The Chicago Columbian Exposition
From May 1 to October 31, 1893, Chicago and its glorious Columbian Exposition
played host to over 27 million visitors -- nearly one quarter of the country's
population at the time. This event was the last and the greatest of the
nineteenth century's World's Fairs -- and a landmark event in American
history and culture.
The Fair was immensely popular and was touted as being the greatest
cultural and entertainment event in the history of the world -- an amazing
achievement for a city that had so recently emerged phoenix-like out of
the ashes of the disastrous Chicago Fire of 1871.
Many Travellers arrived by "Exposition Flyers" -- Pullman coaches travelling
at the amazing speed of 80 m.p.h. It was before the Age of the Automobile,
before the invention of the airplane, before the World Wars, and before
so many of the inventions and conveniences that we now take for granted
in the 21st Century. The world, led by a young, emerging and boisterous
America, had just entered the Age of Electricity and the promises of things
to come were as exciting as in any time in the history of Mankind.
The World's Columbian Exposition was a tremendously popular and influential
social and cultural event. Reflecting on the progress of America in the
400 years since Columbus, it presented the country as a cultural, commercial,
and technological leader. The 1890s was a time when Americans were undergoing
the sometimes painful shift from an agricultural to an industrial society.
Unlike the state of depression outside the Fair's gates and in so many
of the world's cities, the well-managed and seemingly uncorrupt Fair had
unbelievably clean streets, well-behaved crowds, the most advanced
sanitary and transportation systems, and most of all, it was beautiful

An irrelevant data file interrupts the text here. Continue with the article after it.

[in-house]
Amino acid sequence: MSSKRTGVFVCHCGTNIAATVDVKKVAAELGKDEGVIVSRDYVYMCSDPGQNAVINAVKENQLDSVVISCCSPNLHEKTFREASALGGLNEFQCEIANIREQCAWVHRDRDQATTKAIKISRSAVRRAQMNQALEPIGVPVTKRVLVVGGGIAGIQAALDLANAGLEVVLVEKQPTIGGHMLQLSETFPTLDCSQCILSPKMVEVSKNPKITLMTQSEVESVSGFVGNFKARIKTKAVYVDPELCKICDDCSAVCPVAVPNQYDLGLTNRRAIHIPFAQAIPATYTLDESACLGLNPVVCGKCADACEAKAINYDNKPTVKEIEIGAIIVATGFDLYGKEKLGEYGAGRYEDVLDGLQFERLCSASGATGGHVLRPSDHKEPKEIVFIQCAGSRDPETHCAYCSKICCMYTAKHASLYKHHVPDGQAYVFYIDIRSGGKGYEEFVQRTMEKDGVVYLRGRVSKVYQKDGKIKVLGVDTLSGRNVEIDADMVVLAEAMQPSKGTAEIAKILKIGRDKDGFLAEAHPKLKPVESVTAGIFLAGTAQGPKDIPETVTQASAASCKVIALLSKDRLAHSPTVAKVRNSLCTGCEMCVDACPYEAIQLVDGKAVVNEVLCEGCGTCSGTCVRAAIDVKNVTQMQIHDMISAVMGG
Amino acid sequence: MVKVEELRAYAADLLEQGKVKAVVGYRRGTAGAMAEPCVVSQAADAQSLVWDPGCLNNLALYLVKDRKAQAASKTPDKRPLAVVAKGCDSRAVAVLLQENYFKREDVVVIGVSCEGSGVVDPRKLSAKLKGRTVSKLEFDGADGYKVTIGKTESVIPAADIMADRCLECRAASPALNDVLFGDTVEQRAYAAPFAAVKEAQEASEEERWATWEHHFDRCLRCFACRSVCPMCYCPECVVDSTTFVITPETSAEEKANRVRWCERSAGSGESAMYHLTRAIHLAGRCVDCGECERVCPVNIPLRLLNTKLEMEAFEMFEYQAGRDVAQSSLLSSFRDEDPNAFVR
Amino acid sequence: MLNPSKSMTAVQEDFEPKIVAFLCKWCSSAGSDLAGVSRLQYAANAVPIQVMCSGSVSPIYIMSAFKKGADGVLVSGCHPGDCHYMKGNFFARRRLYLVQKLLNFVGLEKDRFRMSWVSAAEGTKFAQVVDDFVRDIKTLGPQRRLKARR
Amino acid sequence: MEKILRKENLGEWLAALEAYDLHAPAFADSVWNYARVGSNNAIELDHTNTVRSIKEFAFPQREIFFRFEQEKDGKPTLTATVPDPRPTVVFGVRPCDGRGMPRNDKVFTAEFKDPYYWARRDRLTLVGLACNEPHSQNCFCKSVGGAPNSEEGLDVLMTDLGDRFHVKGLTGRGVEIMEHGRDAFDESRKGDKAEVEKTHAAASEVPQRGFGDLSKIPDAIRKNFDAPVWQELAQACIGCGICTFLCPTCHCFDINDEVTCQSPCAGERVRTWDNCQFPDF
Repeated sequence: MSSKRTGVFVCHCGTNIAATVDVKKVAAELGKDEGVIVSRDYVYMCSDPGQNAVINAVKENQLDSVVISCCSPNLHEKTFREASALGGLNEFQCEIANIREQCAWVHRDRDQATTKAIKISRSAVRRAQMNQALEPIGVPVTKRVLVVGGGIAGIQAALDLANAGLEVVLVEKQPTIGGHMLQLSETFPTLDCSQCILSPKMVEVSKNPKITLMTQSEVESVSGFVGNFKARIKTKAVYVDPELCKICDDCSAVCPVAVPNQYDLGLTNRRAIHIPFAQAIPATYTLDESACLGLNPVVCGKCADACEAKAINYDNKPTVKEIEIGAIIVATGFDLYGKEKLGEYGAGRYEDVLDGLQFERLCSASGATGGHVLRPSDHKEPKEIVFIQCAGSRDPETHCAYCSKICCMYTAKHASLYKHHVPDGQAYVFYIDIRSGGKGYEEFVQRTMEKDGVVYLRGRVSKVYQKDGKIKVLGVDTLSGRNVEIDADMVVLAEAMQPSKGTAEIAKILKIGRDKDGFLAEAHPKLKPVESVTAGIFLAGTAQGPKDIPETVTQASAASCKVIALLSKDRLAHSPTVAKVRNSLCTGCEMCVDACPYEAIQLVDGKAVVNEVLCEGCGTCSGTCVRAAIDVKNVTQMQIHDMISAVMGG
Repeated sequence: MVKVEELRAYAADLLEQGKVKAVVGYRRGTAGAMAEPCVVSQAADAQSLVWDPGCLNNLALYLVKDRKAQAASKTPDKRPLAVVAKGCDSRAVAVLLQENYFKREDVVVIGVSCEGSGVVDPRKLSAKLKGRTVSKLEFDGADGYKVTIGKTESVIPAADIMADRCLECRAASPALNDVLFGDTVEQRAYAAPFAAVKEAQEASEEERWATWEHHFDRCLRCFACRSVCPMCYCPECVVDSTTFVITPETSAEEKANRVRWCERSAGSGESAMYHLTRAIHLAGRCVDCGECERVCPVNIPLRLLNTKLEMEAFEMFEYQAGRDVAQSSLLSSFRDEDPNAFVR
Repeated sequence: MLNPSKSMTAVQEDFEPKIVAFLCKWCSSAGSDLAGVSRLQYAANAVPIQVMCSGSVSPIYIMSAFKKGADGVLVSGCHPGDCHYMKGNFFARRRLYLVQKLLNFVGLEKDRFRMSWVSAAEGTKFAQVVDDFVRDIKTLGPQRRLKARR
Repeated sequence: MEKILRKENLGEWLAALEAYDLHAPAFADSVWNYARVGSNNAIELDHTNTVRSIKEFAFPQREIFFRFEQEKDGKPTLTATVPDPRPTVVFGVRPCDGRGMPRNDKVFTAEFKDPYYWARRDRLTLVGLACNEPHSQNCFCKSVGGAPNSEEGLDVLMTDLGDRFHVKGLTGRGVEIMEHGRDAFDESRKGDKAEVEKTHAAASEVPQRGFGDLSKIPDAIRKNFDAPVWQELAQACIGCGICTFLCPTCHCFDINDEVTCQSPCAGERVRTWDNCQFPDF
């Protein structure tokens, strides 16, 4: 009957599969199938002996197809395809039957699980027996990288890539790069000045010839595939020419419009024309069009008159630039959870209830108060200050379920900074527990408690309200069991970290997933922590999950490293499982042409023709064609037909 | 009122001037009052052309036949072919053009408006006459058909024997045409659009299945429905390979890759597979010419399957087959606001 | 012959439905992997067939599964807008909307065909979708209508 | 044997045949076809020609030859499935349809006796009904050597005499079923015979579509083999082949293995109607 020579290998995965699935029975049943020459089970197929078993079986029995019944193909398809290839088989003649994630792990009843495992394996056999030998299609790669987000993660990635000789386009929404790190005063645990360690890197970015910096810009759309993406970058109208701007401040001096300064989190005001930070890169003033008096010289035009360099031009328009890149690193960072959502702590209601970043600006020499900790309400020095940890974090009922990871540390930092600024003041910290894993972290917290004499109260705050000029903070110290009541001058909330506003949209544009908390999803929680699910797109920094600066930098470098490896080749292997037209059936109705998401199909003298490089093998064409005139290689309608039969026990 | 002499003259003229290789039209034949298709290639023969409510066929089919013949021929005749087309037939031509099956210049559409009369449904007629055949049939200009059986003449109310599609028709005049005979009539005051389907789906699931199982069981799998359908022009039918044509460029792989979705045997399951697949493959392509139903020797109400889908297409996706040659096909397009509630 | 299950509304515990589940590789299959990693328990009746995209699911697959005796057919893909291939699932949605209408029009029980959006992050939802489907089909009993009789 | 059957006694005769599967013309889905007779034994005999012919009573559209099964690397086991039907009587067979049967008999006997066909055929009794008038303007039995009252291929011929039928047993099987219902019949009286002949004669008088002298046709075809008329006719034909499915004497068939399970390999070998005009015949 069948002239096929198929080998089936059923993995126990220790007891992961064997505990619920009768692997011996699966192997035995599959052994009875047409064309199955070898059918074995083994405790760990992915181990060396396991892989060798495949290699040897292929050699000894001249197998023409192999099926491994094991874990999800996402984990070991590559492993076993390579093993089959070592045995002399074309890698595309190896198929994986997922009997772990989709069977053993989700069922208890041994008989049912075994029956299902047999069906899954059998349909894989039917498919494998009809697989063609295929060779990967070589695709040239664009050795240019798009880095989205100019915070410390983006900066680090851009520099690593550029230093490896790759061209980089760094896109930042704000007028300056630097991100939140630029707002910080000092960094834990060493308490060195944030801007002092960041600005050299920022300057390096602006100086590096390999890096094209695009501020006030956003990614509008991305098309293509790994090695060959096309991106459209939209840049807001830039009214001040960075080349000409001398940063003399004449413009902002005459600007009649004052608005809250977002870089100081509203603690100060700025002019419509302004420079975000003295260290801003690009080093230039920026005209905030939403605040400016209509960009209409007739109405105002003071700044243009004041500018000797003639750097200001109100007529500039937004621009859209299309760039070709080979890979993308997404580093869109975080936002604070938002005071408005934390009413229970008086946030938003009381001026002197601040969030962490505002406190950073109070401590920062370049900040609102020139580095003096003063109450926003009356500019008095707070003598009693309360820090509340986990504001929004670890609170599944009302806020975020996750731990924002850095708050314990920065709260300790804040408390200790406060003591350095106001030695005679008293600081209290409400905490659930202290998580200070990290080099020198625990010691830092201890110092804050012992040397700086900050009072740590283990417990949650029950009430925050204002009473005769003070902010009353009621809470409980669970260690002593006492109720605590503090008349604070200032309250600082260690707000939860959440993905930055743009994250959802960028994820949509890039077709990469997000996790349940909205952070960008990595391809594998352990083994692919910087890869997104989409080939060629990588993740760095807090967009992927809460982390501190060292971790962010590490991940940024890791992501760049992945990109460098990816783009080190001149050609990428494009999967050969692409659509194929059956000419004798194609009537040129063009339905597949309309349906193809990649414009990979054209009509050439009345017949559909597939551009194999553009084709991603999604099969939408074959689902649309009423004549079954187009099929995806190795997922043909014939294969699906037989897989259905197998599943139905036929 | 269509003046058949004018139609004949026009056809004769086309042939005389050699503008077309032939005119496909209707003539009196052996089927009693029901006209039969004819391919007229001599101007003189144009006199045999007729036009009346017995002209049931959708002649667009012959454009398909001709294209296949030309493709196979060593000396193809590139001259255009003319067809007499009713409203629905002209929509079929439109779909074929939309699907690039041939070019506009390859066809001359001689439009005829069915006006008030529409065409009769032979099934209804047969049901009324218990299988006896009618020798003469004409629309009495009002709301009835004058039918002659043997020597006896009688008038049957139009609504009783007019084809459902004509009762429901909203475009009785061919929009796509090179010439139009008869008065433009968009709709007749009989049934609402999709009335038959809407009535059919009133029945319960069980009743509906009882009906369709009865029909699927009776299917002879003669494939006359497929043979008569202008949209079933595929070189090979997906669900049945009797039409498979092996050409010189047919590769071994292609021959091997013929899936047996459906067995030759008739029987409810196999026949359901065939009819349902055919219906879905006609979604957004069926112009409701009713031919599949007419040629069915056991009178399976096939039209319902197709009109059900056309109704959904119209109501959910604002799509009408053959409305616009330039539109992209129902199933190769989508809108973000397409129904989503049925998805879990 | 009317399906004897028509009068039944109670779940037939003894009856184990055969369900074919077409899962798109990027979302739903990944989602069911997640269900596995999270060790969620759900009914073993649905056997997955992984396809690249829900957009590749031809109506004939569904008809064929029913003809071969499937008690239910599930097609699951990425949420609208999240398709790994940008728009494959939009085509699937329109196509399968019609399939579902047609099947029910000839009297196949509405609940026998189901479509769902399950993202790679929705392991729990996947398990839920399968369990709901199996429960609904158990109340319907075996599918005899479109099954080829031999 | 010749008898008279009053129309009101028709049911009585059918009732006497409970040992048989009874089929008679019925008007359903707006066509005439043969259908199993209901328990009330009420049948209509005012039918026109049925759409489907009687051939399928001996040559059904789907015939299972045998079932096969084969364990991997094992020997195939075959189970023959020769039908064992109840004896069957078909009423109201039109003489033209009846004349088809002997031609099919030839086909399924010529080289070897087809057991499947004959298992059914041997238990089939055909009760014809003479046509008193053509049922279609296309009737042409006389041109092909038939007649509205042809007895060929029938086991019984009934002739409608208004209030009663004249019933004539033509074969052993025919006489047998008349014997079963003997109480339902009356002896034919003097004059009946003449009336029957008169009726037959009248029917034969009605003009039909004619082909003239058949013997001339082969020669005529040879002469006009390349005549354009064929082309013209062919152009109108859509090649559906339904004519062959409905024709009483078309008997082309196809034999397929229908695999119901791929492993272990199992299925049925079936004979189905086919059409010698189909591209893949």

-- so unlike the grey and dusty cities many of the visitors had come from.
In many respects, the Fair in fact was a utopia.
Utilizing the natural landscape of Jackson Park, the designers created
a system of lagoons and waterways fed by Lake Michigan. These bodies of
water served as decorative reflecting pools, waterways for transportation,
and provided a place of respite necessary for weary summer visitors --
the shady Wooded Island.
The 14 main buildings surrounding the waterways were in the Beaux-Arts
style, with its emphasis on logic, harmony, and uniformity. The Court of
Honor buildings-- surrounding the Grand Basin with its massive gilded statue
of the Republic -- were covered with "staff," or stucco, giving the main
buildings a magnificent whiteness and dazzling visitors who arrived at
the rail terminal just outside the Fair's gates.
On opening day 100,000 people crowded the Court of Honor to watch President
Cleveland touch a golden lever, electrically sending into motion the dynamo
engines that powered the Fair. After three years of preparation and at
a cost of $28 million, the Fair was finally underway. Visitors over the
six months of the Fair's operation were excited, entertained, and overwhelmed.